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The Little Mermaid

The Little Mermaid: Disney vs Hans Christian Andersen

Hans Christian Andersen: The Little Mermaid [click image to read the story]

Envious of the Prince's ability to have eternal life, the Little Mermaid wishes to become human just like him. However, everytime she takes a step it feels like swords are being jabbed into her legs showing the pain of envy.

The Fairy Tales of Hans Christian Andersen (Stratton)/The Little Mermaid

9 Ways The Original 'Little Mermaid' By Hans Christian Andersen Is Actually Seriously Disturbing

The Satin Surgeon, H.J. Ford

‘The Olive Fairy Book’ edited by Andrew Lang; with numerous illustrations by H. Published 1907 by Longmans, Green Co.

The Little Mermaid's real fate:  "...for every day on which we find a good child, who is the joy of his parents and deserves their love, our time of probation is shortened. The child does not know, when we fly through the room, that we smile with joy at his good conduct, for we can count one year less of our three hundred years. But when we see a naughty or a wicked child, we shed tears of sorrow, and for every tear a day is added to our time of trial...."  No prince, no happily ever after.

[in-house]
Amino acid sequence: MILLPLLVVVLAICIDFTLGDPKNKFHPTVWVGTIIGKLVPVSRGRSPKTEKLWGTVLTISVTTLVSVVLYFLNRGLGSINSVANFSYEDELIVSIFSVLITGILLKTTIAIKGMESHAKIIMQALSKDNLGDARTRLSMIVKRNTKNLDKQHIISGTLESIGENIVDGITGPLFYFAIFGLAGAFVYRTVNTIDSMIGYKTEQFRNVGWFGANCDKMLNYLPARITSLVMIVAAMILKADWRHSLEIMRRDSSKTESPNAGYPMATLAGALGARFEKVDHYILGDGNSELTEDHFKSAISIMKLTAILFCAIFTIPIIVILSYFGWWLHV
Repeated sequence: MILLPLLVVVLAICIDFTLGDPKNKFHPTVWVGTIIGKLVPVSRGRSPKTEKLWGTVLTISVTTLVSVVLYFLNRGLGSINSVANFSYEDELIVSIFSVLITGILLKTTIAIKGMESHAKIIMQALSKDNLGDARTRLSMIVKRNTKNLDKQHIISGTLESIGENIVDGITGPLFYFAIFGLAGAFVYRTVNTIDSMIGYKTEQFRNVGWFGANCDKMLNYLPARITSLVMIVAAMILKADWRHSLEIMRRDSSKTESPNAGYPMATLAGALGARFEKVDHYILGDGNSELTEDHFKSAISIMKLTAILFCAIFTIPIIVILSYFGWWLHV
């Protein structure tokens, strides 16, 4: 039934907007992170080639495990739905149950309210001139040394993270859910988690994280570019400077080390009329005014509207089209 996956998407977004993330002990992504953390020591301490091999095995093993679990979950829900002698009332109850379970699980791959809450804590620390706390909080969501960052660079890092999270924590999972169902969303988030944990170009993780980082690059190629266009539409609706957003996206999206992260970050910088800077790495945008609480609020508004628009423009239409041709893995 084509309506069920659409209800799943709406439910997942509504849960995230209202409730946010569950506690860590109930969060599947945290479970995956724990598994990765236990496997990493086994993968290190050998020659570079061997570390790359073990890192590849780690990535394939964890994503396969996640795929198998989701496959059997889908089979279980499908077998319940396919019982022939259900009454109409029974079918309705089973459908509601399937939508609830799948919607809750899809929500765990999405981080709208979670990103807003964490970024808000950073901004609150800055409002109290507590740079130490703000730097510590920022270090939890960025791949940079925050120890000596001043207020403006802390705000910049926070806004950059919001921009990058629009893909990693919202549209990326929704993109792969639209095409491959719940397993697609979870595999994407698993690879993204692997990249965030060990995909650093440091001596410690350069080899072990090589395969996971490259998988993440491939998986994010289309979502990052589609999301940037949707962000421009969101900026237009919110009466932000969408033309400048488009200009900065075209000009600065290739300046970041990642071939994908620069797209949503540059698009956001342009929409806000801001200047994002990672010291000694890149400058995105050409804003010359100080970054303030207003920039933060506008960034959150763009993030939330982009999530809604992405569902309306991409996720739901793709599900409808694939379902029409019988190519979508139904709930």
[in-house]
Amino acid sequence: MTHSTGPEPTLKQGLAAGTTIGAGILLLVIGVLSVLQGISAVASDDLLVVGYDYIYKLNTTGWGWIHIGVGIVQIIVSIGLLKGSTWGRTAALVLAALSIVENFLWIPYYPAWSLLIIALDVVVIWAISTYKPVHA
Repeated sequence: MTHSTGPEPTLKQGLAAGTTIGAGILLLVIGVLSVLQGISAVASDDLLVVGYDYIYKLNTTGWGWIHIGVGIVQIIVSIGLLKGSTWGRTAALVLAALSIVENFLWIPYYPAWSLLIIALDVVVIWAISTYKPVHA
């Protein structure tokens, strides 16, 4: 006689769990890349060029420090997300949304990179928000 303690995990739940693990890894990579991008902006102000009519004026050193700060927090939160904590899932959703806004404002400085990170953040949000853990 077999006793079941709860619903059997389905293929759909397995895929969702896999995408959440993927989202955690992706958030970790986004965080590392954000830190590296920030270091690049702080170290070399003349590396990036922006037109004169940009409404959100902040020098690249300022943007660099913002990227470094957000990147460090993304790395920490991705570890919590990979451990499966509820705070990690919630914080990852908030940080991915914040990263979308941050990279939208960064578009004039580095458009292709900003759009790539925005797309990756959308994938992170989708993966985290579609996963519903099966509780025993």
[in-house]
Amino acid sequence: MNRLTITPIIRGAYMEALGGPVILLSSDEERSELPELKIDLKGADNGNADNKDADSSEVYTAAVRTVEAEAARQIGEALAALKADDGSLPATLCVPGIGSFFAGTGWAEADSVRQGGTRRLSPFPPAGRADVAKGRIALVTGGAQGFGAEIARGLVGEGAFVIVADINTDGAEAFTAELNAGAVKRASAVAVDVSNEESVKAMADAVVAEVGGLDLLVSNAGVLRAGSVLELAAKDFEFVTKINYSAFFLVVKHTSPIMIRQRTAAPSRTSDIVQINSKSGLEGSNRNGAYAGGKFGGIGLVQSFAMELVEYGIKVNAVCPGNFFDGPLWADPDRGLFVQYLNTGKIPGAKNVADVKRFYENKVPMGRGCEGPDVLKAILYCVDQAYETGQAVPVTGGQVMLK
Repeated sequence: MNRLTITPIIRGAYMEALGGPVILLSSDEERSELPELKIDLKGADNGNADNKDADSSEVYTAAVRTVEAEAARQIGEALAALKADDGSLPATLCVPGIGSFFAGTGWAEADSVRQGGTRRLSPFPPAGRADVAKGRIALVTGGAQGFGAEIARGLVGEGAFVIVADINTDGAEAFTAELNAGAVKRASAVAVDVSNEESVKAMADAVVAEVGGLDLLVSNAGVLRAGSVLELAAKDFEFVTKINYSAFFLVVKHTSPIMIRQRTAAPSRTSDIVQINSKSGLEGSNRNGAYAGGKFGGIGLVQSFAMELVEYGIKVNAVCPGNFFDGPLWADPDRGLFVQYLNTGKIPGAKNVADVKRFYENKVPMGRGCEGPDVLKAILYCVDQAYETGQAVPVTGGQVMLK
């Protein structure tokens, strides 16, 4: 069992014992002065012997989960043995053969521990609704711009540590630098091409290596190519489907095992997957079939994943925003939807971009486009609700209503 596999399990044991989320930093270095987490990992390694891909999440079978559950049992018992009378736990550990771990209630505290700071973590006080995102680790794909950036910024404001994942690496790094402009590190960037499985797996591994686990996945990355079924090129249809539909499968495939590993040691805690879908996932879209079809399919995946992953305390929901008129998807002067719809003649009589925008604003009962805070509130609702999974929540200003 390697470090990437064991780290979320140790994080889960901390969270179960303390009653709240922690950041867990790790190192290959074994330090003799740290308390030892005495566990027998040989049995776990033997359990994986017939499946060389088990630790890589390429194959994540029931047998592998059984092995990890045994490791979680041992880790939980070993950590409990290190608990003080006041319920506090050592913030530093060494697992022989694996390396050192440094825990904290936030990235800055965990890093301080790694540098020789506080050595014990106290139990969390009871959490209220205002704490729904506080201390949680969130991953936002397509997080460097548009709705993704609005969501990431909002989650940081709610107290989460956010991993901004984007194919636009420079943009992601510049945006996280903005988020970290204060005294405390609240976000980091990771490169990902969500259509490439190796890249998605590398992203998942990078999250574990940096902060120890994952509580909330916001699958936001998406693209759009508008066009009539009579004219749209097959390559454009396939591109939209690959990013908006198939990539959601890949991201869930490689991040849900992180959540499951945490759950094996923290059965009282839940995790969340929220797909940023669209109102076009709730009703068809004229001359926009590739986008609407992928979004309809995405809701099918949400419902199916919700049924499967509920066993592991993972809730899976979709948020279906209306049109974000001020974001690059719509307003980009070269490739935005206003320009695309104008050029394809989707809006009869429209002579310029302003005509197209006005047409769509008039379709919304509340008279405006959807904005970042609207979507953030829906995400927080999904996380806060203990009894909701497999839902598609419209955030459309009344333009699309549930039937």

Illustration depicts the protagonist overcoming her internal conflict and being rewarded with her entrance into Heaven. By showing kindness and sparing the Prince's life she is able to gain eternal life.

Then she saw her sisters rising out of the flood.    Helen Stratton, from The fairy tales of Hans Christian Andersen, Philadelphia, circa 1899.

Then she saw her sisters rising out of the flood. Helen Stratton, from The fairy tales of Hans Christian Andersen, Philadelphia, circa 1899

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